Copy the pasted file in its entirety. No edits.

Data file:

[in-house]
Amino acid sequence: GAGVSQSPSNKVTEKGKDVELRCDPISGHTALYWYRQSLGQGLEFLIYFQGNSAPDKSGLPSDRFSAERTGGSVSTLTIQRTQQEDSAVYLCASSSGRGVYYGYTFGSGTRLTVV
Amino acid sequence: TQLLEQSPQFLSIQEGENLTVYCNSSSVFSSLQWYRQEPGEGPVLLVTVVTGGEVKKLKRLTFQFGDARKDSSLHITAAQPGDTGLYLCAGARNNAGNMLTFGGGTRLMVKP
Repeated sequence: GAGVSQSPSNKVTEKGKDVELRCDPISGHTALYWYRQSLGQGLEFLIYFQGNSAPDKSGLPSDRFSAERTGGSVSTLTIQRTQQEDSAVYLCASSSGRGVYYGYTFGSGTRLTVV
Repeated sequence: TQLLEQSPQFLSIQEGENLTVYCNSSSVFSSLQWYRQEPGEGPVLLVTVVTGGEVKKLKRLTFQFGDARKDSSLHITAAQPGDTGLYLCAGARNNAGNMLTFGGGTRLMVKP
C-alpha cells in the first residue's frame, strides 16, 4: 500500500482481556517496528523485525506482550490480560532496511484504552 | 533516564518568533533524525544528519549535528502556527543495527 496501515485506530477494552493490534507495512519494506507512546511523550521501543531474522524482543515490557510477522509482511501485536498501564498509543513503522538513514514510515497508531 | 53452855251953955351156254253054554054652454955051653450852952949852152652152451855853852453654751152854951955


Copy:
[in-house]
Amino acid sequence: GAGVSQSPSNKVTEKGKDVELRCDPISGHTALYWYRQSLGQGLEFLIYFQGNSAPDKSGLPSDRFSAERTGGSVSTLTIQRTQQEDSAVYLCASSSGRGVYYGYTFGSGTRLTVV
Amino acid sequence: TQLLEQSPQFLSIQEGENLTVYCNSSSVFSSLQWYRQEPGEGPVLLVTVVTGGEVKKLKRLTFQFGDARKDSSLHITAAQPGDTGLYLCAGARNNAGNMLTFGGGTRLMVKP
Repeated sequence: GAGVSQSPSNKVTEKGKDVELRCDPISGHTALYWYRQSLGQGLEFLIYFQGNSAPDKSGLPSDRFSAERTGGSVSTLTIQRTQQEDSAVYLCASSSGRGVYYGYTFGSGTRLTVV
Repeated sequence: TQLLEQSPQFLSIQEGENLTVYCNSSSVFSSLQWYRQEPGEGPVLLVTVVTGGEVKKLKRLTFQFGDARKDSSLHITAAQPGDTGLYLCAGARNNAGNMLTFGGGTRLMVKP
C-alpha cells in the first residue's frame, strides 16, 4: 500500500482481556517496528523485525506482550490480560532496511484504552 | 533516564518568533533524525544528519549535528502556527543495527 496501515485506530477494552493490534507495512519494506507512546511523550521501543531474522524482543515490557510477522509482511501485536498501564498509543513503522538513514514510515497508531 | 53452855251953955351156254253054554054652454955051653450852952949852152652152451855853852453654751152854951955